No high school calculus, chemistry, physics class? Caltech has a new admission work-around

 Caltech professor Jared Leadbetter meets with student admissions ambassadors.
Caltech professor Jared Leadbetter meets with university admissions ambassadors, from left, Emily Hu, Jj Jones and Miles Jones. Leadbetter helped develop an alternative path to admissions, dropping requirements for calculus, chemistry and physics for students without access to those courses.
(Robert Gauthier / Los Angeles Times)

Kimberly Miranda is the brainy daughter of Guatemalan immigrants and the first in her family to attend college. But she almost didn’t make it to the California Institute of Technology.

Her Redwood City school didn’t offer algebra in eighth grade, which threw her off the progression of high school math classes leading to calculus — a long-standing Caltech admission requirement. Miranda managed to double up on math courses in sophomore year to reach calculus as a senior, but not all students have the wherewithal — or support — to take that path.

And scores of students don’t even have that chance, because more than one-third of the nation’s high schools don’t offer calculus, and many also lack physics and chemistry classes, two other Caltech admission requirements. For years, the institute, a global powerhouse of science, technology, engineering and math education, fielded hundreds of calls each year from distraught students and parents about the issue. But Caltech held firm, making no exceptions, even for “absolutely astounding” applicants, as one faculty member put it.


Now Caltech, in the name of equity, is shifting gears. In a groundbreaking step, the campus announced Thursday that it will drop admission requirements for calculus, physics and chemistry courses for students who don’t have access to them and offer alternative paths to prove mastery of the material.

“Brilliant students exist in every single part of this world and in every single community, and this idea that families have to choose the future of their kids and where they’re going to go for college based on their ZIP Code seemed so unfair,” said Ashley Pallie, Caltech’s executive director of undergraduate admissions. “We need to continue opening this door of opportunity.”

HIgh school girls visit a lab at Caltech
High school girls visit a lab at Caltech, which is stepping up efforts to diversify with more women and underrepresented students of color.
(Wally Skalij / Los Angeles Times)

One of Caltech’s alternative paths is taking Khan Academy‘s free, online classes and scoring 90% or higher on a certification test. Sal Khan, academy founder, said Caltech’s action is a “huge deal” for equitable access to college. While Caltech is small — only 2,400 students, about 40% of them undergraduates — Khan said he hoped its prestigious reputation would encourage other institutions to examine their admission barriers and find creative solutions to ease them.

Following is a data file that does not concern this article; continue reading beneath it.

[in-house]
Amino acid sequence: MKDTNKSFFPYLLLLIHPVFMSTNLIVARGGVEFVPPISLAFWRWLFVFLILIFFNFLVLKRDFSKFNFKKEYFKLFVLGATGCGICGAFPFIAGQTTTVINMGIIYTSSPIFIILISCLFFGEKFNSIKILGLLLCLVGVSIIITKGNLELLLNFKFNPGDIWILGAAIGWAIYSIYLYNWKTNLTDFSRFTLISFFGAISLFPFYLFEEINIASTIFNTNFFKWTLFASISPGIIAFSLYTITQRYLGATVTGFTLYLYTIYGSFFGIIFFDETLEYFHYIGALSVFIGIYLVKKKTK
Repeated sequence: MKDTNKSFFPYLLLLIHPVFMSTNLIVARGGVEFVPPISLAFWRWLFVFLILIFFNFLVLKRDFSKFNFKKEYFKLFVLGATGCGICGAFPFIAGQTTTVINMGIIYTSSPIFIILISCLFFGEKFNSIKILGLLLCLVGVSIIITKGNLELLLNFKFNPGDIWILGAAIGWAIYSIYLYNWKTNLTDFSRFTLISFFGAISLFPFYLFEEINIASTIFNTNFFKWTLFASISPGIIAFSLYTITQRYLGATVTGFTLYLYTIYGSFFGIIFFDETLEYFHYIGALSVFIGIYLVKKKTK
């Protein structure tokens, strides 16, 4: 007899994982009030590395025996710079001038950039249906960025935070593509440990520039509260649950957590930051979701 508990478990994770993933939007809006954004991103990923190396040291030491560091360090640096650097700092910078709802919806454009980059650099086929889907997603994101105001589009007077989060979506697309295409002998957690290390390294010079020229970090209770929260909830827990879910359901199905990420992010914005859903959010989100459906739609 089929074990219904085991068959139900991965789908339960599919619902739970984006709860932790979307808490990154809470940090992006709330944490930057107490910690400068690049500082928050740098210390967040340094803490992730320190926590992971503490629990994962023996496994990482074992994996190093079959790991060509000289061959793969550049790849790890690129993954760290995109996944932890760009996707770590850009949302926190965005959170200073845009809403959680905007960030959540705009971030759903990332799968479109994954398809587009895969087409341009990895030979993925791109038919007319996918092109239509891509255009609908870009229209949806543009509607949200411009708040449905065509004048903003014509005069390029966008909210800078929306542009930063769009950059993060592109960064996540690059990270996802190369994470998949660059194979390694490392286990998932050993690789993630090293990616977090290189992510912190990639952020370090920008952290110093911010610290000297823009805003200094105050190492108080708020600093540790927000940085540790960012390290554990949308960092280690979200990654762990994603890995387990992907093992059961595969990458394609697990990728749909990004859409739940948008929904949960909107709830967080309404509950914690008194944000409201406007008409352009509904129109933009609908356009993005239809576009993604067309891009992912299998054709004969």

The Pasadena-based institute, with a 3% admission rate last year, boasts 46 Nobel laureates and cutting-edge research in such fields as earthquake engineering, behavioral genetics, geochemistry, quantum information and aerospace.

“You have one of the most academically rigorous schools on the planet that has arguably one of the highest bars for admission, saying that an alternative pathway that is free and accessible to anyone is now a means to meeting their requirements,” said Khan, whose nonprofit offers free courses, test prep and tutoring to more than 152 million users.


Even as demand for STEM skills accelerates, federal data for 2017-18 showed that only 65% of public high schools offered calculus that school year. Access to calculus was more limited in large cities and rural areas, where just over half of public schools offered the course. By contrast, 83% of high schools in large suburban areas offered calculus.

Chemistry classes were offered at 88% of high schools, and physics, 74%.

Data from 2015-16 from the U.S. Department of Education’s Office of Civil Rights showed a significant racial gap in access to those classes. Only 38% of 26,300 public high schools with high proportions of Black and Latino students offered calculus that year, compared with half of all schools. Access to chemistry and physics classes was similarly more limited for underrepresented minority students.

In addition, students face growing entry barriers to STEM majors in public universities, as demand to enroll in such fields as computer science, business, economics, engineering and nursing outstrips capacity. A Brookings Institution research brief last month reported that three-fourths of 2021 graduates in those high-earning majors at 106 top public research universities faced firm requirements that restrict admissions, such as qualifying grade point averages in prescribed courses — an increase of more than one-third over the last two decades.

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The growing restrictions are increasingly forcing more Black, Latino and other underrepresented students of color away from STEM majors into less lucrative fields, said Zachary Bleemer, the study’s lead author and Princeton University assistant professor who has long researched such disparities at the University of California and other institutions.

A Bleemer-led study in March found that growing restrictions at UC campuses at Berkeley, Davis, Santa Barbara and Santa Cruz between 1975 and 2018 reduced by 20% underrepresented minorities entering those top STEM majors. UC Berkeley, however, has dropped its requirement for a minimum 3.3 GPA in prerequisite classes for the computer science major.